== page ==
The world is full of mysteries. Sometimes I feel like a 2-year-old always asking, “Why?” Here’s a short list of things I don’t understand:
• Boiled potatoes. Why would anyone go to the trouble of boiling potatoes, and then not take that one last step and mash them? One of my favorite children’s books, “A Hole is to Dig,” by Ruth Krauss, says it best: “Mashed potatoes are to give everybody enough.”
• Socks and shoes. Shoes come in whole and half sizes. Socks have sizes like 6-9. There are seven different shoe sizes in that range, but they’re all expected to wear the same sock. How can that work? I would expect the sock to bunch up at the toe in the smaller shoe sizes and be stretched thin and cramp the toes of the larger shoe size wearers. Without the proper sized sock, no one has comfortable feet.
• Ashtrays on airplanes. Smoking has been prohibited on airplanes since 1988. Every flight begins with the announcement that there will be no tampering with or destroying the lavatory smoke detector. Yet every one of the five flights I took this past weekend had an ashtray in said lavatory. If not for cigarette butts, what is that ashtray for?
• Sleepovers. Why do they call it a sleepover when nobody goes to sleep? The whole point of a sleepover is to stay up all night with your friends, who you hope will still be your friends in the morning. There’s no sleep involved. Maybe the actual meaning of the word is that sleep time is over.
• Supermarket flour. It comes in a paper bag, folded over and glued shut. Baking powder comes with a snap-on lid covering a tear-off seal. To get into your toothpaste you have to open the box, unscrew the lid and break the foil seal. Over-the-counter medications require the precise amount of torque to release the child-proof cap, revealing the cardboard seal inside. Where is the seal on the bag of flour?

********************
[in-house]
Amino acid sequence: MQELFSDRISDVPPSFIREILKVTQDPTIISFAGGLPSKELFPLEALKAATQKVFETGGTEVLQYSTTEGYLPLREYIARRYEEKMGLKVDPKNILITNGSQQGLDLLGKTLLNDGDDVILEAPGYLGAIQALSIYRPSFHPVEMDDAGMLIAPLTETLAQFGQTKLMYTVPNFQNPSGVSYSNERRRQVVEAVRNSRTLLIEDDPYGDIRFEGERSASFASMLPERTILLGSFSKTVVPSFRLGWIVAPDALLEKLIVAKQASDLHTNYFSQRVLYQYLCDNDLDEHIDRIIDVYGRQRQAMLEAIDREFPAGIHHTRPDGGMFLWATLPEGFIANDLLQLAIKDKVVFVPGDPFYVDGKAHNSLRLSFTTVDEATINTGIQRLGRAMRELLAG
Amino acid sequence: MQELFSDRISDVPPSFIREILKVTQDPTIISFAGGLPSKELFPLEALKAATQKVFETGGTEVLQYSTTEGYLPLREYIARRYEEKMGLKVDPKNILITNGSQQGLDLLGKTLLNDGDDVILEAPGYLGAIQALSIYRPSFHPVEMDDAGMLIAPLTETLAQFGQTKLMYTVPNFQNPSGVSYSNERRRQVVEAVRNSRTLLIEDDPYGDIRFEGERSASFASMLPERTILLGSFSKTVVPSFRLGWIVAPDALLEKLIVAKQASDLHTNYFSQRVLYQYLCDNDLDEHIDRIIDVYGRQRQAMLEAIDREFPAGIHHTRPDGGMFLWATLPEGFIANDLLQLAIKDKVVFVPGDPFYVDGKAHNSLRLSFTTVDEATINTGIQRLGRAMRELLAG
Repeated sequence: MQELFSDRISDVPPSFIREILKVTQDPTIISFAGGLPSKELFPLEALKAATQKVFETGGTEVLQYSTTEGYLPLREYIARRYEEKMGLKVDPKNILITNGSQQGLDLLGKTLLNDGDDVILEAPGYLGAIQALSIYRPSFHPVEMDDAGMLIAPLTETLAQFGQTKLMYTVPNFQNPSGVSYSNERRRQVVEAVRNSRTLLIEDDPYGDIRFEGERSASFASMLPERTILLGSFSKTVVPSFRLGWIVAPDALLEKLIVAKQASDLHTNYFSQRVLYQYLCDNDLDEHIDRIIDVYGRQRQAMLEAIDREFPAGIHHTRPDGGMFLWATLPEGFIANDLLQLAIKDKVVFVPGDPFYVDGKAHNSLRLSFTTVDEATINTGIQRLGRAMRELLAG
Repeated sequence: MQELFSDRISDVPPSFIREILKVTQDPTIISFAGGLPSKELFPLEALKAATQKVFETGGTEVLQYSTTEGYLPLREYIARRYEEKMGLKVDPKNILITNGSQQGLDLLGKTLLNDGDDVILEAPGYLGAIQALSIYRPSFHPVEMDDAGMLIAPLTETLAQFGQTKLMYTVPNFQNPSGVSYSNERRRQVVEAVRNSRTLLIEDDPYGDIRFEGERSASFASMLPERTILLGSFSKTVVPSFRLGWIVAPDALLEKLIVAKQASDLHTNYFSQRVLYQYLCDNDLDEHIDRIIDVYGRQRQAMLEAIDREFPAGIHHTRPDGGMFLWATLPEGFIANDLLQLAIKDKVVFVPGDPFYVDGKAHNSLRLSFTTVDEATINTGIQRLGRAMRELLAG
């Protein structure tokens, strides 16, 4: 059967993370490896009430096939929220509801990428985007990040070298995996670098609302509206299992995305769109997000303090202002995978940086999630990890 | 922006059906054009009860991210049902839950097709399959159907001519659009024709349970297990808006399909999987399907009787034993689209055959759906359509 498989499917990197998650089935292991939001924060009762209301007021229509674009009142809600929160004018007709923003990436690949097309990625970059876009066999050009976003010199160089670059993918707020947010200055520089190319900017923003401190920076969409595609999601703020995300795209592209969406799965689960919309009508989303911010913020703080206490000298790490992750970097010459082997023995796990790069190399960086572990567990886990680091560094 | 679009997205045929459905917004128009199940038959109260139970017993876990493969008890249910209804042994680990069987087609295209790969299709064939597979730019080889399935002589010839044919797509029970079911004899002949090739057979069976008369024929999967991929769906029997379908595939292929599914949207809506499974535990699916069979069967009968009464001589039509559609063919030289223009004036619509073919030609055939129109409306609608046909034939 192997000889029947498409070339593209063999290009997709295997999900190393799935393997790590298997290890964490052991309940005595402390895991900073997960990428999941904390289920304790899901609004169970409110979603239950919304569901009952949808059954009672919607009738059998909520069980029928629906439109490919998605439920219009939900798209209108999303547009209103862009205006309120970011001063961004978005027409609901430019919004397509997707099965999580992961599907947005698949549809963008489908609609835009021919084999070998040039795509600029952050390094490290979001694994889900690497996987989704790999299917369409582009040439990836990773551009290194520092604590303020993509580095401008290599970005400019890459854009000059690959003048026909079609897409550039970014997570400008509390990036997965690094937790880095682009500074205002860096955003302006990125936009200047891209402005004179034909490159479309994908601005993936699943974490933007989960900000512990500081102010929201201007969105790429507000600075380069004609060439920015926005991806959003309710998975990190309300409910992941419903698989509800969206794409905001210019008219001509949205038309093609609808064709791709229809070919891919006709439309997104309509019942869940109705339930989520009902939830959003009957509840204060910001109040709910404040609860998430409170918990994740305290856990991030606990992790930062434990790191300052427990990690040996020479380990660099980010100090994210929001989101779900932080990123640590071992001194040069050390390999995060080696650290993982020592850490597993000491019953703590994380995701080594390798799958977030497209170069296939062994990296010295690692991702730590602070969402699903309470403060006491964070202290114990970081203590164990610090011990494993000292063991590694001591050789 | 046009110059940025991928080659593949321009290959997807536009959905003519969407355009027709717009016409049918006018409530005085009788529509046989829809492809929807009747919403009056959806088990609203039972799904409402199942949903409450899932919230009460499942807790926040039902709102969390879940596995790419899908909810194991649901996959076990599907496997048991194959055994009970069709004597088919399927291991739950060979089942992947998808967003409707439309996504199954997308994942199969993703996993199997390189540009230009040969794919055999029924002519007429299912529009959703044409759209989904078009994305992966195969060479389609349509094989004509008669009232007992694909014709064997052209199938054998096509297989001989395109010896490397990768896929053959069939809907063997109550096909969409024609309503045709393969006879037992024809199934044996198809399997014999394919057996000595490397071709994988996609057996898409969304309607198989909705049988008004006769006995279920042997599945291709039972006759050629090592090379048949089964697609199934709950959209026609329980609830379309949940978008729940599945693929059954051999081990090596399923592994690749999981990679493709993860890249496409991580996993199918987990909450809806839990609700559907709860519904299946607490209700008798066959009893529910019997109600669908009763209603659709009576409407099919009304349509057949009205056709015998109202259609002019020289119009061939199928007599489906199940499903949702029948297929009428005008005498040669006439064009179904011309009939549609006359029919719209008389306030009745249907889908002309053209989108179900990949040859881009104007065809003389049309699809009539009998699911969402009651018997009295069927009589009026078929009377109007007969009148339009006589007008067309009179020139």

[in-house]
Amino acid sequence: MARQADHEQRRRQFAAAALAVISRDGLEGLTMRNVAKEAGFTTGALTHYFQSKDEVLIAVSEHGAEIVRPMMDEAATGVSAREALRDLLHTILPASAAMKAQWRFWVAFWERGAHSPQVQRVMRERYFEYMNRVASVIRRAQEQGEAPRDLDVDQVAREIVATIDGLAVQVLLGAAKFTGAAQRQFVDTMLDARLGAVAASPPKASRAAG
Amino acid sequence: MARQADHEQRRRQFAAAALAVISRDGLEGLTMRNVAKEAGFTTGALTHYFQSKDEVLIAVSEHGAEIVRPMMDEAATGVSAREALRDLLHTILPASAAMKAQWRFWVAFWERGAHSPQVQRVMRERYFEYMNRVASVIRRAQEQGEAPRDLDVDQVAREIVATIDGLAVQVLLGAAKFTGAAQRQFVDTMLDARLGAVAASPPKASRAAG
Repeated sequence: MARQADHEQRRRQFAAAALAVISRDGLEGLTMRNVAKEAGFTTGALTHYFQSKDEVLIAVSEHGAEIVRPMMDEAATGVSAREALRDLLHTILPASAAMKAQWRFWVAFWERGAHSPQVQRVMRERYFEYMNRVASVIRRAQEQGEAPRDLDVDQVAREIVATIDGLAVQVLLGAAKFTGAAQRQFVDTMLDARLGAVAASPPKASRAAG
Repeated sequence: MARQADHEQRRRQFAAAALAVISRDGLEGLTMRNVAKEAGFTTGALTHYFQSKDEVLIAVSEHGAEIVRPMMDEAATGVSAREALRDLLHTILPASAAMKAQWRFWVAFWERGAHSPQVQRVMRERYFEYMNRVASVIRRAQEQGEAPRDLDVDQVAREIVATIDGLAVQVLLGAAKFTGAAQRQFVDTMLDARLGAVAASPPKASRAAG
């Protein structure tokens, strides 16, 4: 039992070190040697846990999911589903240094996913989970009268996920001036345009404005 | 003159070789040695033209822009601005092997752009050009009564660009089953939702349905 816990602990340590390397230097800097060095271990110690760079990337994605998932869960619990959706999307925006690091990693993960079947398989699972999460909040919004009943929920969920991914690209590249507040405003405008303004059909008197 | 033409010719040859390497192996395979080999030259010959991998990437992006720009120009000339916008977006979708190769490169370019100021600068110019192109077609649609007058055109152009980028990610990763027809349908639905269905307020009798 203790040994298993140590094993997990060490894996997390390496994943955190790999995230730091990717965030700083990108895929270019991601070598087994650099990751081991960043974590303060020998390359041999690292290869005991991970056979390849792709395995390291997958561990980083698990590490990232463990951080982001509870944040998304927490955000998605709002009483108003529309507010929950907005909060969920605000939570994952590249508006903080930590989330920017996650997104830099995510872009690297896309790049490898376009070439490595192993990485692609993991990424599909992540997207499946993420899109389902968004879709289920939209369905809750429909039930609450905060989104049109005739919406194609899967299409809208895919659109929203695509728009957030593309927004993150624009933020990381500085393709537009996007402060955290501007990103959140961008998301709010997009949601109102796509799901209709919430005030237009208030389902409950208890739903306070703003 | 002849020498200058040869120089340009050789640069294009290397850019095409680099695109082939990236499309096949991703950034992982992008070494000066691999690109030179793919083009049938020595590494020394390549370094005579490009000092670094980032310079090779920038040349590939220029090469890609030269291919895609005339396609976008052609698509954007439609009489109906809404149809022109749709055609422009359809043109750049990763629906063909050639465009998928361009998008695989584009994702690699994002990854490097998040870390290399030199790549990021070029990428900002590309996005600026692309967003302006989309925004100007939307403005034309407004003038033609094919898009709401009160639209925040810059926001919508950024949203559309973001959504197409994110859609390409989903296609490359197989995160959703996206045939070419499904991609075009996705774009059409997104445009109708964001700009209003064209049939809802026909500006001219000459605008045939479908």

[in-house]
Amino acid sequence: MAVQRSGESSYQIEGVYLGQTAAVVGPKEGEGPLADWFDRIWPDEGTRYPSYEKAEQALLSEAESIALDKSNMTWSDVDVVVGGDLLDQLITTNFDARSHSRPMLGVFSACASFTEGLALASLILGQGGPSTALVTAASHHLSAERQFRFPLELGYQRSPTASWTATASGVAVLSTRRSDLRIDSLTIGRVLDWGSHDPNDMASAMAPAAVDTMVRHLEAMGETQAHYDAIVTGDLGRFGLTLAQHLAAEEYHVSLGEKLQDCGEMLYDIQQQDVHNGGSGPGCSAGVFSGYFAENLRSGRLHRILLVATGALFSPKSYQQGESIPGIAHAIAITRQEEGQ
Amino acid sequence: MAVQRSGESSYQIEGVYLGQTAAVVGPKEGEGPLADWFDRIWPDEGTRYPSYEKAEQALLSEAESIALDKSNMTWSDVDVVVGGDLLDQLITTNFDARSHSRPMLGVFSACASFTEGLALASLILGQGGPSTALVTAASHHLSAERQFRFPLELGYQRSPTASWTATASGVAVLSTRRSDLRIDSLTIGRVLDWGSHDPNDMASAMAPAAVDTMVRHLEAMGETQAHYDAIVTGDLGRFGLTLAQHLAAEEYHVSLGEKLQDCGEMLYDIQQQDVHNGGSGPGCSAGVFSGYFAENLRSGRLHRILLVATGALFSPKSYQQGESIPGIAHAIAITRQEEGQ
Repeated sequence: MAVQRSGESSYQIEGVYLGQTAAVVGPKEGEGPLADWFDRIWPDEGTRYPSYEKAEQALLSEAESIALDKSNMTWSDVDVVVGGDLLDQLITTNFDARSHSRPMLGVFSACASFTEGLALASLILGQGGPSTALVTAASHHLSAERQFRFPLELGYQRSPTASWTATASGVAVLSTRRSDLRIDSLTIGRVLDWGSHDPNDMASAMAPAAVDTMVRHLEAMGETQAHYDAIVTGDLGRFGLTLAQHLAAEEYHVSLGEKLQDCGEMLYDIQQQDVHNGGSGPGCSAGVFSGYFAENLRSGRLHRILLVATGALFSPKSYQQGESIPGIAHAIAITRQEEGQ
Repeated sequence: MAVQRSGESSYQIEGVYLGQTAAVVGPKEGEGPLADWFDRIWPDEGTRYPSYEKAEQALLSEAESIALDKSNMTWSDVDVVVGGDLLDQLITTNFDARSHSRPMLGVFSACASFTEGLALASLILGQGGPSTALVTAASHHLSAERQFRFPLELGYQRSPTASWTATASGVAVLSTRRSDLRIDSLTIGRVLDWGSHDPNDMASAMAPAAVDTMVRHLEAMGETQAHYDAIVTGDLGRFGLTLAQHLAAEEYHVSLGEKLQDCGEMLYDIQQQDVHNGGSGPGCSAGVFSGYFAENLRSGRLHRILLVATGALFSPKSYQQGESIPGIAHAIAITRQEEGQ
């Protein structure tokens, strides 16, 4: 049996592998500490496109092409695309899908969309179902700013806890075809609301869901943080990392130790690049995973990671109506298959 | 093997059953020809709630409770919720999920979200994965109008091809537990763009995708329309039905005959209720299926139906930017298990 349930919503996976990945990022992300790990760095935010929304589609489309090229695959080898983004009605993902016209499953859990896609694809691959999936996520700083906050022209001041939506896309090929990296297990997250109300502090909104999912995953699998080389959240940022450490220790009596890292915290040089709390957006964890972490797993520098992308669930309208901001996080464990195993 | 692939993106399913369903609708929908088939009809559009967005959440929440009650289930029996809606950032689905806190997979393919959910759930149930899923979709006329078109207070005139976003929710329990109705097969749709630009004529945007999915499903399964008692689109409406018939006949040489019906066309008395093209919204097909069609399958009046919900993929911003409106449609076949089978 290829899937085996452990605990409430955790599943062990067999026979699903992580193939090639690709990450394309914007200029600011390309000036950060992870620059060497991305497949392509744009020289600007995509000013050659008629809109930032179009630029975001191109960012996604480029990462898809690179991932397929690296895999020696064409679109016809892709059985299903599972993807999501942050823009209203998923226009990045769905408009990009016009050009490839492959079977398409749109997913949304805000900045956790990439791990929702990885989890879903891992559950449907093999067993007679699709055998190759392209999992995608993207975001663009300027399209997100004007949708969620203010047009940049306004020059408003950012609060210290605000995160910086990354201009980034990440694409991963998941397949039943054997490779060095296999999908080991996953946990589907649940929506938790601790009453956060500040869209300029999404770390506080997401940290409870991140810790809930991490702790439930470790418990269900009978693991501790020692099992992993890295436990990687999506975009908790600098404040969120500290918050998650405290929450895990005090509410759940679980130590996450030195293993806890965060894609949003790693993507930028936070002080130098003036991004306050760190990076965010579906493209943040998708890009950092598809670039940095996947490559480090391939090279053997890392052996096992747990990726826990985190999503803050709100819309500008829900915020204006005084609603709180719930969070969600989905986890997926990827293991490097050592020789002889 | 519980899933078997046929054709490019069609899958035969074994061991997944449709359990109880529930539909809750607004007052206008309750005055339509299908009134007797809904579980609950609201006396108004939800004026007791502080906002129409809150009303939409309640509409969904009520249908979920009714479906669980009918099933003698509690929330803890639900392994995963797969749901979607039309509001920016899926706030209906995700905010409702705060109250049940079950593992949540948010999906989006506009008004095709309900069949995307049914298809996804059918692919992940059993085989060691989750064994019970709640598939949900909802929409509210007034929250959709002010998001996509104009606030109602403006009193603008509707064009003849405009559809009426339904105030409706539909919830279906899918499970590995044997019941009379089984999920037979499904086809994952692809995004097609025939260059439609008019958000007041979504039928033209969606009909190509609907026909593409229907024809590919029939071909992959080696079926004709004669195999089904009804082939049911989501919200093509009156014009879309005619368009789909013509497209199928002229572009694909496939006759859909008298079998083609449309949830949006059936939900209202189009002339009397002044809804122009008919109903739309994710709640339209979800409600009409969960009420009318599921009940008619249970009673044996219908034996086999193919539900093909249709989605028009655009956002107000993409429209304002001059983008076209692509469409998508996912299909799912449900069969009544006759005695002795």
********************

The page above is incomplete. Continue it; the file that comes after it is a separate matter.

• Chicken nuggets. Have you ever met a kid who didn’t like chicken nuggets? Somehow McDonald’s has hit on the perfect food to satisfy picky children. Some kids like fruit, some actually like vegetables, some only eat white chicken and some can’t eat a bite until it’s slathered in ketchup. Every child has something they won’t eat. But all kids eat McDonald’s chicken nuggets. What is it about those crunchy morsels that can satisfy so many different sensibilities?
• Coffee creamer. At home you keep it in the fridge, but in a diner, it sits on the table as a centerpiece. Does it need to be refrigerated or not? Do you risk some dire intestinal fate if you use room-temperature creamer in your coffee? Or maybe the restaurateurs figure that the coffee itself will upset your stomach so much that you’ll never think to blame it on the creamer.
• Escalators. Why is it that the handrail on an escalator doesn’t go at the same rate as the steps? Have you ever noticed this strange phenomenon? Your feet are zipping upstairs, but your hand is lagging behind. If you don’t shift your grip, you’ll soon be leaning so far backwards that you’re at risk of tumbling right down the escalator. Try it sometime.
• Drink sizes. A small orange juice in a restaurant is six ounces, a small soda at the movies might be 32 ounces, and to order a small coffee at a coffee shop, you ask for “tall.” Better stick to water.
The world is indeed a mysterious place. Good luck figuring out its secrets.
• Peggy McKee Barnhill is a wife, mother, and author who writes cozy mysteries under the pen name “Greta McKennan.” She likes to look at the bright side of life. Her column runs on the last Sunday of every month.